Book I’d Like to Write: “Our Lives in the Shadows”

Elevator pitch

“It’s The Breakfast Club meets Buffy the Vampire Slayer.”


Sleepy town in semi-rural America. Small public high school, too small for any actual cliques to form. Some kids are more popular than others. Every one of them is an individual with goals, hobbies, and a detailed personal life, though they are not, on the whole, especially introspective or knowledge-seeking.

In addition, each member of the senior class spends much of their time fighting the forces of darkness.

  • A shy boy with controlling parents is also a sorcerer who deals with eldritch monstrosities whenever they rise from the town’s lake in the dead of night.
  • One of the school’s three cheerleaders woke up one day with impeccable hand-to-hand combat skills, which is good, because that was the same day the ninjas started showing up.
  • An aloof contender for the state tennis championship duels featureless, humanoid ghouls armed with a steak knife and a can of pepper spray.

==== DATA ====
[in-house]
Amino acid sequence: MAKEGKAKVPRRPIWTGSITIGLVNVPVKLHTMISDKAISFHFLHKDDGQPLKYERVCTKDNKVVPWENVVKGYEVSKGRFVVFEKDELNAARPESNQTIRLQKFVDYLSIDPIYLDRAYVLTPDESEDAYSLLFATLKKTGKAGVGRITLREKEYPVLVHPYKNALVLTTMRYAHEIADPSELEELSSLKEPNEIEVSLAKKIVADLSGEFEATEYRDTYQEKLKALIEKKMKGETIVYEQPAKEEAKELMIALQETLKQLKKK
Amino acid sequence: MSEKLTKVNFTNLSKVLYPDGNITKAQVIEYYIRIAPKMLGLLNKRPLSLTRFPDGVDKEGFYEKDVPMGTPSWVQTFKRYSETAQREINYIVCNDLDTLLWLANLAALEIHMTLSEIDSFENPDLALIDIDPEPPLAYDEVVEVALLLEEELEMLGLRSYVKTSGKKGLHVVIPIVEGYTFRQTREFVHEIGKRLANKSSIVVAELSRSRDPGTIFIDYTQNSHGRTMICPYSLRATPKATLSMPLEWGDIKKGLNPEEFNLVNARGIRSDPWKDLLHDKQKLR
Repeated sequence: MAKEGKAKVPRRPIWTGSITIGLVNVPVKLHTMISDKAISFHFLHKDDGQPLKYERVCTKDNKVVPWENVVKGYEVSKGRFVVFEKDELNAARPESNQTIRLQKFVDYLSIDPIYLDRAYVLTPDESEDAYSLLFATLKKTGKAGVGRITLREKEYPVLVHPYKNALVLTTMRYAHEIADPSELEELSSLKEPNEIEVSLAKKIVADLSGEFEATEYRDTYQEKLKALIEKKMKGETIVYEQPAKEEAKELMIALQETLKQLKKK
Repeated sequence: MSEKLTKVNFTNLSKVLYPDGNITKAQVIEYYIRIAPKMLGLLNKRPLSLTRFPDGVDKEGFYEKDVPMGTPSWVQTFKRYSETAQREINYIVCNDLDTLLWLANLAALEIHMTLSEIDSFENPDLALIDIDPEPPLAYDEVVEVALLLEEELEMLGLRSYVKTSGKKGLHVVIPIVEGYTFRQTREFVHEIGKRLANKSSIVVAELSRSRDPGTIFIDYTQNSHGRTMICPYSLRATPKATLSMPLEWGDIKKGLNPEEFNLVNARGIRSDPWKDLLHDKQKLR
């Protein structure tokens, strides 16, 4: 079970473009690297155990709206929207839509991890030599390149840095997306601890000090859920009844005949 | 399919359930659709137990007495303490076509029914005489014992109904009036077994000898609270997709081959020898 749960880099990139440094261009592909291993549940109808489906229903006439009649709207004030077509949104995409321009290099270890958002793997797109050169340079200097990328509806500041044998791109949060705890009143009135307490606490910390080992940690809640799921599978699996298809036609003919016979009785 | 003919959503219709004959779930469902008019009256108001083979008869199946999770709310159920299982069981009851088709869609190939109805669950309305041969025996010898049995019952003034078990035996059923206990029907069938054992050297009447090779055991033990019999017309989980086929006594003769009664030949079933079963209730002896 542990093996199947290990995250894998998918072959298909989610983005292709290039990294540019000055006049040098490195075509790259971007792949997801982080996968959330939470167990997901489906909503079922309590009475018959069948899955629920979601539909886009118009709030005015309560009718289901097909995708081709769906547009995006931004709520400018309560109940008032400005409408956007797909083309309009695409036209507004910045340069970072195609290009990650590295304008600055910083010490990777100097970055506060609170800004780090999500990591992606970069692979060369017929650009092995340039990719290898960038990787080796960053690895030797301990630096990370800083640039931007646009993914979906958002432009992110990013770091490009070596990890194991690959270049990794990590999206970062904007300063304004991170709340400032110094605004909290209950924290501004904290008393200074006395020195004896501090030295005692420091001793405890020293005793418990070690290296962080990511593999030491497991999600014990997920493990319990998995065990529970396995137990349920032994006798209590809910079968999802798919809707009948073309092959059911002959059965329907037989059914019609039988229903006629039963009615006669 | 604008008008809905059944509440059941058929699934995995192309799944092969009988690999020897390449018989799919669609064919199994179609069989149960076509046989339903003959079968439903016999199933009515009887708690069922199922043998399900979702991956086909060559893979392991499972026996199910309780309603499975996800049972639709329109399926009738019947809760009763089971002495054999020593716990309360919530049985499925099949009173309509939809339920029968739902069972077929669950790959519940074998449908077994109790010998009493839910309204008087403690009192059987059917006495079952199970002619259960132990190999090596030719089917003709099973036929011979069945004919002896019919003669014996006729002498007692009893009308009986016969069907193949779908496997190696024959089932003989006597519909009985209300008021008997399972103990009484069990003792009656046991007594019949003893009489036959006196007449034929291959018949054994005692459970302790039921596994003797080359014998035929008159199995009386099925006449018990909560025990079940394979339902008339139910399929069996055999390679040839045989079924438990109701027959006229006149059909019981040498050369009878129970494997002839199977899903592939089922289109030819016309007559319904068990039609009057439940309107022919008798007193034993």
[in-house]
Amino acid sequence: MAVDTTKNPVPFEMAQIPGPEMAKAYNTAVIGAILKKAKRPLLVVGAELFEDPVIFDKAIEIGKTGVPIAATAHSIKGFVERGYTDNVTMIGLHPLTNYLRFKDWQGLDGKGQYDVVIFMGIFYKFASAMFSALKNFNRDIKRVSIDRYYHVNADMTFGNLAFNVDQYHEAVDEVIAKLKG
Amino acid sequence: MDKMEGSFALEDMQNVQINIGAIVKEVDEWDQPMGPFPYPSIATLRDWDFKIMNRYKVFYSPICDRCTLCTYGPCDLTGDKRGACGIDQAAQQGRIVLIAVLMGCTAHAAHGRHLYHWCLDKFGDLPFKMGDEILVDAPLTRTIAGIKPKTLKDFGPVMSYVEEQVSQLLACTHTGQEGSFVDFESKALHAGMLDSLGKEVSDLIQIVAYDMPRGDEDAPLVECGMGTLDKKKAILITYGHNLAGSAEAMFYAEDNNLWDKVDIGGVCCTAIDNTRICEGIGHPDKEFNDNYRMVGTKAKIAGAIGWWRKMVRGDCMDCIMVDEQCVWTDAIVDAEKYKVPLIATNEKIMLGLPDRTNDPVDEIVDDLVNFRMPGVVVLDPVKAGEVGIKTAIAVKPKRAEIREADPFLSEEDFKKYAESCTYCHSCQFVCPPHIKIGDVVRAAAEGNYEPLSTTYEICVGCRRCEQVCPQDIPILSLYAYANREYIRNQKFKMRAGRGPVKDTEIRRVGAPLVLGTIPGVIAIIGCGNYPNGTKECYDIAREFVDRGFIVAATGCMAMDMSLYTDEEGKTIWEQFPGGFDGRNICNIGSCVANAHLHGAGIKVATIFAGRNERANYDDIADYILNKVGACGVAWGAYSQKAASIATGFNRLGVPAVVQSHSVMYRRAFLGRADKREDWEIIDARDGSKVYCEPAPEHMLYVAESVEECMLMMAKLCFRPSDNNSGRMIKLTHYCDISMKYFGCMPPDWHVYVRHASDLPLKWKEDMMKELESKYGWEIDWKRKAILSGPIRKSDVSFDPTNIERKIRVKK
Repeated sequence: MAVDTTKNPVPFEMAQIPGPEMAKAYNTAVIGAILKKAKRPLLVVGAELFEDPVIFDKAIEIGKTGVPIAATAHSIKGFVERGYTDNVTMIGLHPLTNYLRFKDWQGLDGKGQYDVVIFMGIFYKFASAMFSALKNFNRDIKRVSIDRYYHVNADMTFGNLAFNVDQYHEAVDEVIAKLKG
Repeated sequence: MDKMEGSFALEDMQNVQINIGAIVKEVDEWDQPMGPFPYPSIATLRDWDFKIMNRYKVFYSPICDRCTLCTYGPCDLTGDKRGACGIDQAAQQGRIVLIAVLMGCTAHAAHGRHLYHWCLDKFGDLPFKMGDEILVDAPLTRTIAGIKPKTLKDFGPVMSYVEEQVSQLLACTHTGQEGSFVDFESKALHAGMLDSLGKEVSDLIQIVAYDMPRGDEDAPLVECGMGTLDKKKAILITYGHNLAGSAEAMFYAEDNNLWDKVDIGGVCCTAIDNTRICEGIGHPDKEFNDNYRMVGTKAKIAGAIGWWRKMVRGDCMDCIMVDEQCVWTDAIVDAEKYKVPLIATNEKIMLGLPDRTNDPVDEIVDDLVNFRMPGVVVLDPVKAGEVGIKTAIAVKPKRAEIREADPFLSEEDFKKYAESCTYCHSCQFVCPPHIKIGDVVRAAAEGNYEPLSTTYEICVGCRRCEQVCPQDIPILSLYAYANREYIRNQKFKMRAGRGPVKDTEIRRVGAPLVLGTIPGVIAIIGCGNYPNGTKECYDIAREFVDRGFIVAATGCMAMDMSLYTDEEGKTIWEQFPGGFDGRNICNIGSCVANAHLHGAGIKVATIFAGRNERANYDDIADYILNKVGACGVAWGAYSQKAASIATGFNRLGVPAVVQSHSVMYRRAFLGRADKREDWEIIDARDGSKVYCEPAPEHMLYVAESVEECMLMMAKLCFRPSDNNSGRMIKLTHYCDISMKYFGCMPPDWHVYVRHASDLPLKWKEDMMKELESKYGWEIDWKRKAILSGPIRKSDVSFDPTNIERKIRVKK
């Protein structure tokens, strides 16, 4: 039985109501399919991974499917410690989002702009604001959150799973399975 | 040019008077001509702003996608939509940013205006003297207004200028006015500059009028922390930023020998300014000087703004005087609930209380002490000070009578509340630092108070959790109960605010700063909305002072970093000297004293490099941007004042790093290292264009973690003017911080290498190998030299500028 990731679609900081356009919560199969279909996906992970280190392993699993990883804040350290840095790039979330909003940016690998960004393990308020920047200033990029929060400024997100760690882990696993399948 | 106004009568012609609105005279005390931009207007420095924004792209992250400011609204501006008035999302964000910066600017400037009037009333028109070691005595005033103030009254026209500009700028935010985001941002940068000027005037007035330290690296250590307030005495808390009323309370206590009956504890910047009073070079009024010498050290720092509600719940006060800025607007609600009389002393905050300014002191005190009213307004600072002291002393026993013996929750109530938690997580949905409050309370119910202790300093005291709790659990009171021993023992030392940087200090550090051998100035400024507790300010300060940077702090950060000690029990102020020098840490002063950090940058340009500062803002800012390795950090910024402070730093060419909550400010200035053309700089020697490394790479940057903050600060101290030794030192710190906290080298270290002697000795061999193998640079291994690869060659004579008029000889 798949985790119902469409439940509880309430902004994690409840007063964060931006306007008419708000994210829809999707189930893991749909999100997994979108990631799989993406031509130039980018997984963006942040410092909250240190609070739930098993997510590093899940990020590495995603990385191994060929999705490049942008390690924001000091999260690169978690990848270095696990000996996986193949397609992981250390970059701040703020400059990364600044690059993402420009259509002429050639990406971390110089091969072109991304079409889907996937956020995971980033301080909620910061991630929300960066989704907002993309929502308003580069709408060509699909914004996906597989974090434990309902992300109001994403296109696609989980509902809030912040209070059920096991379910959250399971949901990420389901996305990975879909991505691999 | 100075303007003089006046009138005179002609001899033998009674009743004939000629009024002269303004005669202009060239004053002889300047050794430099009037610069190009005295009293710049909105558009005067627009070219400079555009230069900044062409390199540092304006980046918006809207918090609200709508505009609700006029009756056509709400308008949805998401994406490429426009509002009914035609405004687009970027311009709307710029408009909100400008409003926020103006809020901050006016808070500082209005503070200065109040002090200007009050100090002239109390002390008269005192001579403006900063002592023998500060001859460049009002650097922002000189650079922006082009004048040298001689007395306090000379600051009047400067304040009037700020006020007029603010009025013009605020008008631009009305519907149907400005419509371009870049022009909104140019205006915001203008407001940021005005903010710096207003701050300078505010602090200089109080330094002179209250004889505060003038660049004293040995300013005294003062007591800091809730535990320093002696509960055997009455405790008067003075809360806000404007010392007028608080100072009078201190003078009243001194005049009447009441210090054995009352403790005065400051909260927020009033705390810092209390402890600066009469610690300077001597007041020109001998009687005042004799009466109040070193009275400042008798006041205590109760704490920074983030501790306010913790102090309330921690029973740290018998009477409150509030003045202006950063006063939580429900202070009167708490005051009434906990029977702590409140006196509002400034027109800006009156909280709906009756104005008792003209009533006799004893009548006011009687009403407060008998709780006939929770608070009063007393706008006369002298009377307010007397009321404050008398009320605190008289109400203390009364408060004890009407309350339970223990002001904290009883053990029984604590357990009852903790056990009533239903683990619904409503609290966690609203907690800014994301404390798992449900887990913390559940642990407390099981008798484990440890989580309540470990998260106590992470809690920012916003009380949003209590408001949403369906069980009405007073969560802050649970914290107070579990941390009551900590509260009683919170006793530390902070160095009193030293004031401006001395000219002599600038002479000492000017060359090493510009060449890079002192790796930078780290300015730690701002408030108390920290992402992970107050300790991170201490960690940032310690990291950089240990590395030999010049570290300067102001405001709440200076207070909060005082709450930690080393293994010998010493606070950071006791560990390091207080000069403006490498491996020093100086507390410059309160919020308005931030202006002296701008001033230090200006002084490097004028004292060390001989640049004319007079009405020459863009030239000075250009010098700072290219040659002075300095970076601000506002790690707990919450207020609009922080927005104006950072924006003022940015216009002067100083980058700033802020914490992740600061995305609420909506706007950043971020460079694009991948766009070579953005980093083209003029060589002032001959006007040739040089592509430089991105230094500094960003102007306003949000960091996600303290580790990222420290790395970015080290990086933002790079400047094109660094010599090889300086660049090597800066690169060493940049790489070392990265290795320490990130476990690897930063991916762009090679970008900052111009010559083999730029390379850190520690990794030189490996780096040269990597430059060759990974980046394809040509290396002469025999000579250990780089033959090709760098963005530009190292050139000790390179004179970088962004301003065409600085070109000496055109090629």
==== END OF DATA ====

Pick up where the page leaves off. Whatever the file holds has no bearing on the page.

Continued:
And seventeen other stories, besides.

None of these characters has any inkling of the others’ struggles; teenagers are very good at hiding their secret lives from others. But one day, all the hidden stories intersect, and the senior class will have to band together if they want to save their town…

…and the world? No, probably not the world. The world is a big place, with millions of hidden stories. But one town is enough.

This might be a metaphor for the fact that everyone has a unique set of problems and we shouldn’t judge from outward appearances, but it’s mostly a way for me to deal with real high school social dynamics (few books do this well) and also write lots of supernatural fight scenes.

Long Day’s Journey Into Cambridge

(A short story, written for YDN Weekend. Will only make sense to people who were at Yale in 2013, I’m afraid.)


I woke up and began to panic. It wasn’t far from New Haven to Boston, and I’d fallen asleep after a long night spent polishing my piece for the Harvard-Yale issue of WEEKEND. The train was empty, and I knew I’d missed my stop.

If only life had been that simple.

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